Jeramey Jannene

It’s 11 p.m., Clear The Street

By - Jul 26th, 2010 10:05 pm
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Security clears the Brady Street Festival at 11 p.m., and for what purpose?

Security works to clear Brady Street at 11 p.m. on Saturday night, and for what purpose?

Milwaukee’s street festivals are fantastic. More so than even the city’s ethnic festivals held at the Henry Maier Festival Grounds, Milwaukee’s street festivals bring together a neighborhood and support the neighborhood’s businesses.  Having festival grounds on the lakefront dedicated to public events surely makes Milwaukee a great place to be on summer weekends. But it’s the street festivals that offer something truly unique. The public can party at the Henry Maier Festival Grounds nearly every weekend during the summer, but it’s rare that one can stand in the center of the road on Brady Street enjoying a cold beer from Trocadero or gelato from Peter Scorinto’s Bakery. The use of streets as festival grounds affords attendees a unique perspective of the neighborhood. Unobstructed by the roar of engines, thousands of attendees are free to take leisurely strolls exploring the booths of local artists and sampling the wares of local eateries. Unfortunately though, the party is cut off abruptly at 11 p.m. so the street can be opened for traffic.

There seems to be no rational reason to clear the street of people at 11 p.m.. It’s not as if cars and trucks have been backing up for hours, just waiting for the opportunity to gun it down the open road. There is no late-night rush of passengers that would force MCTS to ask for the streets to be cleared so bus detours can be canceled. Nor is it that the fun is suddenly stopping elsewhere, as bars are at least three hours away from close and an increasing number of restaurants are open late in Milwaukee.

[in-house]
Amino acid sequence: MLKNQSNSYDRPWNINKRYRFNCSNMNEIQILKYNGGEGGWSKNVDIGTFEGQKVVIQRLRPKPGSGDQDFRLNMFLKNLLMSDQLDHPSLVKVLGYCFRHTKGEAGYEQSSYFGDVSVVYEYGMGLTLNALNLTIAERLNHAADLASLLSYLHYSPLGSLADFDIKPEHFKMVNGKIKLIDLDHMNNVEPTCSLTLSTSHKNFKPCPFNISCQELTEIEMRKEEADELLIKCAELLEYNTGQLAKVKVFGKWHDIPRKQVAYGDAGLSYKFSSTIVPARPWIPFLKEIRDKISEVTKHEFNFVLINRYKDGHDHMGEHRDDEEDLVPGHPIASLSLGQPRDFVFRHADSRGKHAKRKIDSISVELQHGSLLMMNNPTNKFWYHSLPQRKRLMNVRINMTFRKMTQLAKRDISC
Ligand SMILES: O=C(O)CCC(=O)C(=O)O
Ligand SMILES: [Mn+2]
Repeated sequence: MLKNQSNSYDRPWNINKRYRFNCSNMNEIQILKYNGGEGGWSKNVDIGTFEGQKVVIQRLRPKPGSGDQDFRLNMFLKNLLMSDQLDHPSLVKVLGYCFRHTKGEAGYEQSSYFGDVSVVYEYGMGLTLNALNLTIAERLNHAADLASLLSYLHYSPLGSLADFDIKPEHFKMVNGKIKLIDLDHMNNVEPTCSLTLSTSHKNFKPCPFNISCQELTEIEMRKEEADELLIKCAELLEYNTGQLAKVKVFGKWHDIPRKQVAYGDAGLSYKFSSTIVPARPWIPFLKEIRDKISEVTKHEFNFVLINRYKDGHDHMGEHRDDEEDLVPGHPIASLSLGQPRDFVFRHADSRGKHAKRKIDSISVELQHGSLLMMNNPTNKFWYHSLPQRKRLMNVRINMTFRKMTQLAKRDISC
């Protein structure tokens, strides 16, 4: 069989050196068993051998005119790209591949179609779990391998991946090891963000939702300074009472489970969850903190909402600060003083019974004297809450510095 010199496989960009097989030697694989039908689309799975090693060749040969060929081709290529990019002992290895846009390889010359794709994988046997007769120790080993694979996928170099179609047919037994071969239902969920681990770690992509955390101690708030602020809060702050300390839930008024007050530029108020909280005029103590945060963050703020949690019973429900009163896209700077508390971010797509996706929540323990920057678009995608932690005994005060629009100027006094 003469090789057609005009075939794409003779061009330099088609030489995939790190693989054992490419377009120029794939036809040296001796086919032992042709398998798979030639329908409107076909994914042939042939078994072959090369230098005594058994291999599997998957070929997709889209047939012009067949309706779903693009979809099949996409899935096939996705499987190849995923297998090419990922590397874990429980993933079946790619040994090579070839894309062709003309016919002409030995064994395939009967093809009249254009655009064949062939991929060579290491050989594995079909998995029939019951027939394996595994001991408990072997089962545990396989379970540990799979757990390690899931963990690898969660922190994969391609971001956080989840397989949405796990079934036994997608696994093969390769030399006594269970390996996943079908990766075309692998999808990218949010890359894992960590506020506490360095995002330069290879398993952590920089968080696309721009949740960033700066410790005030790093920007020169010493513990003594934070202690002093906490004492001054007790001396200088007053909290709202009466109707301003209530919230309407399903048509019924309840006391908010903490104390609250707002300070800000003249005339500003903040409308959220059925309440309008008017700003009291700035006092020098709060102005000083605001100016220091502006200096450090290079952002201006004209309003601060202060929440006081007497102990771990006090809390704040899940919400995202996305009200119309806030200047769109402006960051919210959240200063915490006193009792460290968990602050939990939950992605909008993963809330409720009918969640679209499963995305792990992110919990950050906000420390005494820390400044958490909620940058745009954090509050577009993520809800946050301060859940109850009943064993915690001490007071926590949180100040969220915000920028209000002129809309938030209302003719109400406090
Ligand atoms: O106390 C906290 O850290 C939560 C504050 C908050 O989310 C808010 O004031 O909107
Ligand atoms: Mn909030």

Are there misguided reasons for opening the streets at what appears to be a fairly arbitrary number? Possibly. Be it noise, crowd control, or fears of drunk driving, there are a number of reasons it’s possible that the streets are  cleared starting at 11 p.m., but for each there is a solution.

If the idea is to clear the streets at 11 p.m. to quiet the neighborhood (which seems like an arbitrary time that is probably too late to please neighbors and too early to please festival attendees), it’s just as easy to achieve that by cutting off live bands at 11 p.m. Reducing the area of festival by opening a portion of the street in more residential areas that may help (think the west end of Brady Street), although that simply might replace the noise of chatter with the noise of rumbling motorcycles and accelerating cars.

The idea of clearing the streets at 11 p.m. as a way to ensure public safety by controlling crowds seems misguided. It’s pretty clear that streets filled with people are equally as safe (or dangerous) at 10:59 as they are at 11:01. If overcrowding is a serious concern, it might be best to expand the area of closed streets as opposed to clearing out people who don’t want to leave. The current strategy of using police and festival staff to order people to move only increases the chance that a dangerous incident might occur, as area taverns quickly become overcrowded. As I’ve witnessed on multiple occasions at Bastille Days, clearing the streets at 11 p.m. (which unlike bar time is a time people aren’t predisposed to respect) has led to completely avoidable conflicts with event attendees, MPD officers, and event security.